Nine New Sites, From Chinese Port City to Saudi Rock Art Complex, Join Unesco World Heritage List

Other honorees include a group of European spa towns, a 13th-century Hindu temple and a lighthouse in France

The Chinese port city of Quanzhou was crucial to maritime trade between the 10th and 14th centuries C.E. Silk Road World / Chen Yingjie via Unesco

Unesco, the educational, scientific and cultural arm of the United Nations, has added nine new sites to its World Heritage List. Honorees include a Chinese port city known as the “emporium of the world,” a Saudi Arabian site featuring rock inscriptions spanning 7,000 years and an international network of European spa towns.

Quanzhou, located on the coast of China’s Fujian province by the Jin River, earned a spot on the list for its significance in maritime trade between the 10th and 14th centuries C.E., reports Phoebe Zhang for the South China Morning Post. Reflecting Quanzhou's diverse heritage, the 22 historical sites and monuments highlighted by Unesco include a huge statue of Lao Tzu, the founder of Taoism; one of China’s first mosques; and the Kaiyuan Buddhist Temple.

“[These sites] not only record the prosperity of Quanzhou in the past, but also confirms a unique trade system created by the joint efforts of the central governments, local and overseas communities, which led to prosperous oceanic trade and cultural exchanges during that period,” says the city’s government, as quoted by the Morning Post.

Unesco recognized the Ḥimā Cultural Area in southwest Saudi Arabia for its rock art, which depicts plants and animals, as well as human activities, reports Gareth Harris for the Art Newspaper. The site is located in a dry, mountainous spot along an ancient caravan route. Its inscriptions reflect the many cultures of people traveling through the Arabian Peninsula over the centuries, with messages written in scripts including Musnad, Aramaic-Nabatean, South-Arabian, Thamudic, Greek and Arabic.

The Great Spa Towns of Europe site spans 11 towns in seven countries. CzechTourism / Ladislav Renner via Unesco
India, Kakatiya Rudreshwara (Ramappa) Temple, Telangana Nirav Lad via Wikimedia Commons under CC BY-SA 4.0
A petroglyph in the Ḥimā Cultural Area retlaw snellac via Wikimedia Commons under CC BY 2.0

Another new addition to the list is Rudreshwara Temple in Telangana, India, which was built in the 13th century C.E. to honor the god Shiva. In accordance with Hindu principles, the sandstone temple was constructed as an integrated part of a natural setting, near forests, waterways and agricultural lands.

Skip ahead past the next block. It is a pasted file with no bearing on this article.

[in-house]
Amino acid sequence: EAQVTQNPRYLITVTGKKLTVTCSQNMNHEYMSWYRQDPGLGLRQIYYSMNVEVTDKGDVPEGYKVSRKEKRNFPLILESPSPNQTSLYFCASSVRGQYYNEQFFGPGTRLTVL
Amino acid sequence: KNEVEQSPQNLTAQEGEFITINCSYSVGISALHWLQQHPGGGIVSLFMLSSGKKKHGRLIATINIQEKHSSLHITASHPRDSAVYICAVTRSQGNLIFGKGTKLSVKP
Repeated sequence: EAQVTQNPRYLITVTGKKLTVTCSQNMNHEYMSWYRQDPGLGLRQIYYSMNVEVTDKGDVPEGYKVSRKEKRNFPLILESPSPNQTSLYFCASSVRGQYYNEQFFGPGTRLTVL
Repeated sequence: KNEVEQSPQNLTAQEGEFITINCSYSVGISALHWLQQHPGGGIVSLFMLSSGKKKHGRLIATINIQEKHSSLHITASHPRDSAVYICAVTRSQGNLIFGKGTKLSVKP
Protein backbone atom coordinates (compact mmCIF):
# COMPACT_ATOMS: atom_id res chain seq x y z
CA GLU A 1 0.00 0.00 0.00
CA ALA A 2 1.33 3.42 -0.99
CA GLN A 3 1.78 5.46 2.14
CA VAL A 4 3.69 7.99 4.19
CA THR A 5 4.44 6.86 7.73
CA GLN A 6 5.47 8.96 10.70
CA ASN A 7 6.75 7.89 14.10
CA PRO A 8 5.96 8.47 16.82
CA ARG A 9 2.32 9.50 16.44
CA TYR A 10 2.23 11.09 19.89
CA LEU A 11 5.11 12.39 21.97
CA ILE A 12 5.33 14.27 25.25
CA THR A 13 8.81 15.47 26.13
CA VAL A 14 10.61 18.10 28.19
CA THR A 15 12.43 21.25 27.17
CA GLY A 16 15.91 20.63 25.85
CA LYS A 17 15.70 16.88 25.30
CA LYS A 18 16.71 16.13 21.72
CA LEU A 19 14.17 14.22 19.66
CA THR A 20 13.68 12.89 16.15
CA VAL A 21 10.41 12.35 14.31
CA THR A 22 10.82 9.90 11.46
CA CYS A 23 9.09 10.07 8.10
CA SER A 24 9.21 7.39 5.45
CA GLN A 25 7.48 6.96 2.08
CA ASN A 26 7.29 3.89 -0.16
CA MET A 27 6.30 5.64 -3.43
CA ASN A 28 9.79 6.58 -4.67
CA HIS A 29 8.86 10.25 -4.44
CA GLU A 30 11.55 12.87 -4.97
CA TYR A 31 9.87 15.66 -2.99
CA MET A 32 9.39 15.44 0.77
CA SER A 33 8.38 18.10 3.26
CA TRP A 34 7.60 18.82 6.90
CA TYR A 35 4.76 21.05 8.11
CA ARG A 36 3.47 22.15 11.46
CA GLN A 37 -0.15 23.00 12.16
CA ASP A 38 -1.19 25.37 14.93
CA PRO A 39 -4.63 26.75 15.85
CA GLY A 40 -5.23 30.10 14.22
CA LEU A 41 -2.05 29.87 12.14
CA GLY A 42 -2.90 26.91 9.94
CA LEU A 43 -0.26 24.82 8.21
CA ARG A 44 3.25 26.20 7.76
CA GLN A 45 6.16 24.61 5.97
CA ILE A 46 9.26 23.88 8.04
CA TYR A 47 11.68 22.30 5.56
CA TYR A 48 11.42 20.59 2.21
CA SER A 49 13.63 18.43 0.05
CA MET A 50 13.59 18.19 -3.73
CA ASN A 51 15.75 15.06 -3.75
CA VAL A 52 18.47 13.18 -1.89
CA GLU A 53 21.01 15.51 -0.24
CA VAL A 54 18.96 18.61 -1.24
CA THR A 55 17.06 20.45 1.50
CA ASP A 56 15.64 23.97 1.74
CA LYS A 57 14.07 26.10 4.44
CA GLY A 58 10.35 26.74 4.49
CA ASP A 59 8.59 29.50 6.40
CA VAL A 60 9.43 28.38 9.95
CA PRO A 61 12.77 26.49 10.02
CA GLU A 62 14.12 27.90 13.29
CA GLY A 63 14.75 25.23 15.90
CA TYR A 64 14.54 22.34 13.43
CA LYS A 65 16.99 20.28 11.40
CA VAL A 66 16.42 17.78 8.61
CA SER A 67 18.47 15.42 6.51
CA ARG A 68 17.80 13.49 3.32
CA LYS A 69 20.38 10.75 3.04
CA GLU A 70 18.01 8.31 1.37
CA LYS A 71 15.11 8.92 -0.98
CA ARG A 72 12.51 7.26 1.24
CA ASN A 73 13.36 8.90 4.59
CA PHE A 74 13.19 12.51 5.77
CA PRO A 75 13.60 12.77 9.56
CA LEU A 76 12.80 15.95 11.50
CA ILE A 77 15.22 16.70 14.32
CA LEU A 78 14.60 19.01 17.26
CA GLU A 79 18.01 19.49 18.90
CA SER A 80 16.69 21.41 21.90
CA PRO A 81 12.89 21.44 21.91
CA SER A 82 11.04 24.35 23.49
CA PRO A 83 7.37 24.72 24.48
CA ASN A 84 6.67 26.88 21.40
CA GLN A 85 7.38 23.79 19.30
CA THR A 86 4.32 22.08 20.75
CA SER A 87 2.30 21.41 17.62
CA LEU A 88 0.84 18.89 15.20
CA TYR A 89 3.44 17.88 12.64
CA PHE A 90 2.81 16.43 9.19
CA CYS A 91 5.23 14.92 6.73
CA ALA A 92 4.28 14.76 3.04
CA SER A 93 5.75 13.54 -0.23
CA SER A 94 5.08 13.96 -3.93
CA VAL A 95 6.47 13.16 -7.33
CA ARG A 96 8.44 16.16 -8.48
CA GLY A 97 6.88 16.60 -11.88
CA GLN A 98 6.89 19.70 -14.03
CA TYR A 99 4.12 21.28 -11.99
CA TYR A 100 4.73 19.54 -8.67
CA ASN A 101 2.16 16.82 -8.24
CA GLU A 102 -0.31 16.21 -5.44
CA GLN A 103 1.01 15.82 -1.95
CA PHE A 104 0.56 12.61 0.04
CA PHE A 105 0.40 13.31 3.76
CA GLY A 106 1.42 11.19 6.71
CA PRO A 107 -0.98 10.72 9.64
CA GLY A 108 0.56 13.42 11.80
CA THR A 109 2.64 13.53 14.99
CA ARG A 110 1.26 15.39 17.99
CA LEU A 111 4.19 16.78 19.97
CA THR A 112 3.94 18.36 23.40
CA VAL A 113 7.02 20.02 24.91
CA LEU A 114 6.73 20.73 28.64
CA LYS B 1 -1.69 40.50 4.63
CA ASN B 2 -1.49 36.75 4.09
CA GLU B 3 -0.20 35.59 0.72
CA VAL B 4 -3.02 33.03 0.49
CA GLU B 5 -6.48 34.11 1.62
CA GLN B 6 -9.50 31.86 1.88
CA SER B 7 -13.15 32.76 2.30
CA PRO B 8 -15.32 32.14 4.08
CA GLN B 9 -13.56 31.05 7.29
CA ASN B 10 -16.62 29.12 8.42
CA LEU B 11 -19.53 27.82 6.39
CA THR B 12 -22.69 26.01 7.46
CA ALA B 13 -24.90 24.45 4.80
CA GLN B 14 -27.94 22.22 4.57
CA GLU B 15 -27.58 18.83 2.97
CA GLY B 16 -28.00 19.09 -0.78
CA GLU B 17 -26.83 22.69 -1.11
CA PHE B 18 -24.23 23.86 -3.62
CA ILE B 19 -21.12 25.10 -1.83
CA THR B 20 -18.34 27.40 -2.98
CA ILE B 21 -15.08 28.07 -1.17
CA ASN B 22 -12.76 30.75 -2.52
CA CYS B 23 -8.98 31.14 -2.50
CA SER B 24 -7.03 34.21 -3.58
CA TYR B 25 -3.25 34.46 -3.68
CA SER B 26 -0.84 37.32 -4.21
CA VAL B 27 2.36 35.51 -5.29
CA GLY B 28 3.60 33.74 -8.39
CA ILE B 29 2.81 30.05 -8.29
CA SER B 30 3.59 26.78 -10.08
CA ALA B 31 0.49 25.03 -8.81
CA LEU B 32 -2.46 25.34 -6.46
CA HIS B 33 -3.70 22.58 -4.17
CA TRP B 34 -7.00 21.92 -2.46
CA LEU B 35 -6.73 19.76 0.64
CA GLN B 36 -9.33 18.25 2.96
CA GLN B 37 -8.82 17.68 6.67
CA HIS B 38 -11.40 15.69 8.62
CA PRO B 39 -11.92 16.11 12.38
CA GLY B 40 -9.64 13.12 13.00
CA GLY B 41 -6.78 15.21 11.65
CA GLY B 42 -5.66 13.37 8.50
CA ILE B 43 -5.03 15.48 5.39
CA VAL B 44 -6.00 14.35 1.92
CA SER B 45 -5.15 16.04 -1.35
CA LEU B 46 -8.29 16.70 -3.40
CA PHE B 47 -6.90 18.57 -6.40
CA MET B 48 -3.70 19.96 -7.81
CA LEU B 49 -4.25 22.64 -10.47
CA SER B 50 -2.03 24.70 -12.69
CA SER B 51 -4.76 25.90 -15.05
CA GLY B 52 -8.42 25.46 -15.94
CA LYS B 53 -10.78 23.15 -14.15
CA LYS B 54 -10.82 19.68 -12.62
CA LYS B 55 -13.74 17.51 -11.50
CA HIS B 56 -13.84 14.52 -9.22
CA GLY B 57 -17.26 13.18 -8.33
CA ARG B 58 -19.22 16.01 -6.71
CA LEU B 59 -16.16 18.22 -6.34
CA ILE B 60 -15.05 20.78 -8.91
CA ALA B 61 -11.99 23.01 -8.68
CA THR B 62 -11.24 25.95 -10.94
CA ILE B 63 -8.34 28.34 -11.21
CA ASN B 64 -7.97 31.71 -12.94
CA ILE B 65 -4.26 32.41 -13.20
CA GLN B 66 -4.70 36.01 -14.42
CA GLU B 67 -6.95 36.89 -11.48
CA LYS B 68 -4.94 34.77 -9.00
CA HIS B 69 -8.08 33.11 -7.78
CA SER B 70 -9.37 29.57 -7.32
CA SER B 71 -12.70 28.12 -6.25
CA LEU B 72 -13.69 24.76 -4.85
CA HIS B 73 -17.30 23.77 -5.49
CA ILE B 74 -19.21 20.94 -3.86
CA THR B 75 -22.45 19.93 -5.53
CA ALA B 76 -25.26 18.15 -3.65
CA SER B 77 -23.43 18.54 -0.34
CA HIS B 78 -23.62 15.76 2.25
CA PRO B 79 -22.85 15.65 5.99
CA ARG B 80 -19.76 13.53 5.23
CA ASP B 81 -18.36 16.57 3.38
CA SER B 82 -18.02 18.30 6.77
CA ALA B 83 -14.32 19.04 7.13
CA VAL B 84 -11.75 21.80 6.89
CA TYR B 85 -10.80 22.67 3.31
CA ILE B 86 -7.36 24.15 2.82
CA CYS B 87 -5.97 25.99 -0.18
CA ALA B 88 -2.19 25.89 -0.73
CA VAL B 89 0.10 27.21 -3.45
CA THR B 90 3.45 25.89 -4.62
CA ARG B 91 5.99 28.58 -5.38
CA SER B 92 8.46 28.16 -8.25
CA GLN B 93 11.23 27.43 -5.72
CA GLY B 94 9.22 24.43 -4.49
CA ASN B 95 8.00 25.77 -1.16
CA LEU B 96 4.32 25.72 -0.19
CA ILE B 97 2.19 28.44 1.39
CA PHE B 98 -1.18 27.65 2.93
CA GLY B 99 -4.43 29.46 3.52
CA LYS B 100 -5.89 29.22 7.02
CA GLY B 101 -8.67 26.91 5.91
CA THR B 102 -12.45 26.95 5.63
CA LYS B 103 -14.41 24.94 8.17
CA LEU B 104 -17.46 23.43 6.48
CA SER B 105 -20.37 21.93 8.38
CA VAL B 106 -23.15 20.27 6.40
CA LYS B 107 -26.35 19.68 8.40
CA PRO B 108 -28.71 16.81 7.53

“The temple’s sculptures of high artistic quality illustrate regional dance customs and Kakatiyan culture,” says Unesco in a statement.

The Trans-Iranian Railway, which runs from the Caspian Sea to the Persian Gulf, made the list as a remarkable feat of engineering. Its construction between 1927 and 1938 required extensive cutting through mountains and hundreds of bridges and tunnels. Per the Tehran Times, the railway reflected the ambitious modernization policies pursued during the reign of Reza Shah Pahlavi. Pahlavi sought to limit foreign control of Iran—an aim reflected in the use of national taxes, not foreign investment, to build the railway.

The newly listed sites known collectively as the Great Spa Towns of Europe include 11 towns developed around natural mineral water springs in seven countries. They reflect a spa culture that developed over some 200 years, from the early 18th century to the 1930s.

“Together, these sites embody the significant interchange of human values and developments in medicine, science and balneology” (the study of therapeutic bathing and medicinal springs), says Unesco in a separate statement.

Fourteenth-century fresco cycles in Padua, Italy Zairon via Wikimedia Commons under CC BY-SA 4.0

Unesco added four other European sites to the list, too. In Padua, Italy, eight building complexes hold frescoes painted over the course of the 14th century, showcasing the development of new kinds of spatial representation. Paseo del Prado and Buen Retiro in Madrid, meanwhile, features a variety of buildings, gardens and fountains, reflecting a grand vision of urban space that developed at the height of the Spanish Empire in the 18th century.

The cultural heritage organization describes France’s Cordouan Lighthouse, built around the turn of the 17th century, as a “masterpiece of maritime signaling” with unique technological and architectural features. Finally, the Darmstadt Artists’ Colony on Mathildenhöhe, in west-central Germany, served as a center for emerging modernist architecture and design in the early 20th century.

Unesco’s World Heritage List now includes 1,129 sites, from natural wonders like Australia’s Great Barrier Reef to cultural treasures like the pyramids of Egypt. The designation marks sites with “outstanding universal value to humanity.”

Per the statement, Unesco will continue inscribing sites on the list through July 28. In related news, last week, a United Nations committee stripped the English city of Liverpool of its status as a World Heritage Site, citing “the irreversible loss of attributes conveying the outstanding universal value of the property” due to new development. Per Deutsche Welle, Liverpool is only the third place to ever lose its World Heritage status.

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